Unguarded talk and gossip from hunt supporters is providing antis with vital intelligence, the League Against Cruel Sports (LACS) has said.

The League told H&H it is receiving up to 10% of its information from people either within hunts or close to them.

Steve Taylor from LACS said he was “amazed” at how forthcoming hunt supporters could be.

“A great deal of information comes from what you might call ‘unusual’ sources,” he said.

“We get a lot of good tip-offs from people within hunts. It’s stuff they don’t realise is useful to us – ‘we meet every Wednesday in one of these three places at this time’ – that sort of thing.

“Ten years ago you’d get 10 times the number of meets advertised in Horse & Hound. You don’t get that now, and hunts don’t tend to publicise meets on their websites.”

He said that LACS also gleans information from social networking sites, such as Twitter and Facebook – and from online forums.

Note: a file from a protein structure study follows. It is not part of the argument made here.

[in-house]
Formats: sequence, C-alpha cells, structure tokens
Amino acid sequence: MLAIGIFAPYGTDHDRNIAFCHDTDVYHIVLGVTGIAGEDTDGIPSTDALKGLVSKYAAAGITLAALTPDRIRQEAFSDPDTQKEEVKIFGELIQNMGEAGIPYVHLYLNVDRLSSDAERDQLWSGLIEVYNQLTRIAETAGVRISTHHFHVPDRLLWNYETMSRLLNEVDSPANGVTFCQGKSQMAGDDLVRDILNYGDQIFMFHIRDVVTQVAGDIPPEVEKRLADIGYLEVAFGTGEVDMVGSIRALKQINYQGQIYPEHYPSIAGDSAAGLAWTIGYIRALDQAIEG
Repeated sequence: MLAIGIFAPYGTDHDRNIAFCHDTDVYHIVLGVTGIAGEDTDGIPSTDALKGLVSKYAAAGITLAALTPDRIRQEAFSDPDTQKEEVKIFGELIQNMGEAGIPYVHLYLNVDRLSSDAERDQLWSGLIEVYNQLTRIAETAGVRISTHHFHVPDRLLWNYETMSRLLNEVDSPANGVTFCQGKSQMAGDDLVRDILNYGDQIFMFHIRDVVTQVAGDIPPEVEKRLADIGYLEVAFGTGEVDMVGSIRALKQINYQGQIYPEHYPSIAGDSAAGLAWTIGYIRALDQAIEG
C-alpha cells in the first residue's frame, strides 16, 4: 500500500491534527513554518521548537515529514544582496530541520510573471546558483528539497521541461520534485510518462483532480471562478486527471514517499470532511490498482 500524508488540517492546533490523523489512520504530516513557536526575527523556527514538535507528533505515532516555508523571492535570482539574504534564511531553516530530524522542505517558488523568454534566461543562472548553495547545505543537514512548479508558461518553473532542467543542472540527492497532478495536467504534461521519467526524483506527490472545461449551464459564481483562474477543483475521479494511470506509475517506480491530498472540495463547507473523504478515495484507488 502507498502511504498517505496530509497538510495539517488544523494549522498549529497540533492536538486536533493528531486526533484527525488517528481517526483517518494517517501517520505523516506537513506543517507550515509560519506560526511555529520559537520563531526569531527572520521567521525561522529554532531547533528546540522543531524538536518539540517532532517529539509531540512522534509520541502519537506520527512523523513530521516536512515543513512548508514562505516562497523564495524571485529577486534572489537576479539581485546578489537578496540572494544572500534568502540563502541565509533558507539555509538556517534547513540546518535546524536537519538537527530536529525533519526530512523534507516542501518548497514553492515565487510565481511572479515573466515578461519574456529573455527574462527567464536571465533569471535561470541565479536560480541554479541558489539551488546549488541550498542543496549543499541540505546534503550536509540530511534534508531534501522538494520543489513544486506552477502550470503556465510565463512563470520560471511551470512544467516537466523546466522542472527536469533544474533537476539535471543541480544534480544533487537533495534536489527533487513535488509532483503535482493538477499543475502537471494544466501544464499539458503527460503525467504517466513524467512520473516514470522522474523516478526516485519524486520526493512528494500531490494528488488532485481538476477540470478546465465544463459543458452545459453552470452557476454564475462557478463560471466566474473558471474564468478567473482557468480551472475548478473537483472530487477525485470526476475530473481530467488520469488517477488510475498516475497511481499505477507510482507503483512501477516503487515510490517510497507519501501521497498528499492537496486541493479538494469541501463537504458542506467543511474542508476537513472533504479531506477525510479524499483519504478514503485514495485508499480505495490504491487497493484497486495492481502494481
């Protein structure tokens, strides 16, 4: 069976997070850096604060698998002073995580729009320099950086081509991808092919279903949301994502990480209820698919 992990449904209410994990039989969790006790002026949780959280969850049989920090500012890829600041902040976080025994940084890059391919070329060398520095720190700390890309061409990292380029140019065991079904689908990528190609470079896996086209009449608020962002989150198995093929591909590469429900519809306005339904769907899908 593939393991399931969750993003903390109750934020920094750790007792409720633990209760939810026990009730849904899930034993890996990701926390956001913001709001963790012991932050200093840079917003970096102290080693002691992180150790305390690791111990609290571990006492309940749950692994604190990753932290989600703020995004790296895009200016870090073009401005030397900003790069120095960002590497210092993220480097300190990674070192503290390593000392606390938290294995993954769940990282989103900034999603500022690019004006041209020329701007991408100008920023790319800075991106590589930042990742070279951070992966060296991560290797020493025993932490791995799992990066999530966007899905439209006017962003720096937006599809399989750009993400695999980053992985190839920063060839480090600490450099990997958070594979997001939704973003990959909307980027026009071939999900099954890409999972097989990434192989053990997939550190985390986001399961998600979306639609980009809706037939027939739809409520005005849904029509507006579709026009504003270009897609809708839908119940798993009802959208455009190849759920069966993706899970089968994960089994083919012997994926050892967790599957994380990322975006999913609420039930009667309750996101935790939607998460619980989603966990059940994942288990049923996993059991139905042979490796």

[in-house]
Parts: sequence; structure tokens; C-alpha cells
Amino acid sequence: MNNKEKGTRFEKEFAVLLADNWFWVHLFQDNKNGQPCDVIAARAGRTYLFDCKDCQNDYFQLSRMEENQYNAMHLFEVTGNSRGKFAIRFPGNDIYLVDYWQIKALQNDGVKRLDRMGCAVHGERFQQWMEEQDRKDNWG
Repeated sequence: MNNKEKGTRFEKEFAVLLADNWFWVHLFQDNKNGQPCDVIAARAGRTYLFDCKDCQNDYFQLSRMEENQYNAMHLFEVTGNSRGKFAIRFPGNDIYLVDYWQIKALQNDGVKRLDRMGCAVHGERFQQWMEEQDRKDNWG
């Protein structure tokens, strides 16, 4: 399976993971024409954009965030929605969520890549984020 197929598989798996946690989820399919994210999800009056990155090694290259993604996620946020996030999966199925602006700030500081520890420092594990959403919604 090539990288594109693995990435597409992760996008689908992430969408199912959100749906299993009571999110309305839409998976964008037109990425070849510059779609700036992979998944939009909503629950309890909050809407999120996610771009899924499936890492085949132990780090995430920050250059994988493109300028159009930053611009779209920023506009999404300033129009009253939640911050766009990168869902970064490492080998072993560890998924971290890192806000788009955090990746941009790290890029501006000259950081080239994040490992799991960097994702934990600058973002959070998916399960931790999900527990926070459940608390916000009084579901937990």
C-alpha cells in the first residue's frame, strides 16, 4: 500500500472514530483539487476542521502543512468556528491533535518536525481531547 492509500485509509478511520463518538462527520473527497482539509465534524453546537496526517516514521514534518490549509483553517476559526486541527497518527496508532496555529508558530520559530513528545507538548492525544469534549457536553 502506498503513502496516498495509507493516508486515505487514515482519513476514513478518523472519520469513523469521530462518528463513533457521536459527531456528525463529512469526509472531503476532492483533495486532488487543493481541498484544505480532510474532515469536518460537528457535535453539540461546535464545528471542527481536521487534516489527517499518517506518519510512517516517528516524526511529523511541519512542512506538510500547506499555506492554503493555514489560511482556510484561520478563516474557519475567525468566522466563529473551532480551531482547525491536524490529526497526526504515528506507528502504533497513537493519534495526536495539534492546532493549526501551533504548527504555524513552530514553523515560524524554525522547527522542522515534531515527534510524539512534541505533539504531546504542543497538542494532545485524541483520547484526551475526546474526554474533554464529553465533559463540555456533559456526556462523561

H&H reported last month that LACS is intending to increase its activities this season (news, 15 September) and has recruited a former Special Branch police officer to lead its intelligence section. LACS said the work will include infiltration of hunts.

Mr Taylor also said LACS would publish the findings of a “major investigation” at the end of the month – with help from hunt supporters.

“Most of the intelligence we worked from came from people within or close to hunts,” he said.

So should hunt followers be wary of loose talk?

Tim Bonner of the Hunting Office says he has no problem with hunts publicising their activities and meets.

“It is a difficult judgement,” he told H&H. “The antis would love to drive us underground, but we are out and proud.

“Hunts are working within the law and are perfectly entitled to publicise meets.

“We wouldn’t suggest that people should hide.”

This news story was first published in the current issue of Horse & Hound (13 October, 2011)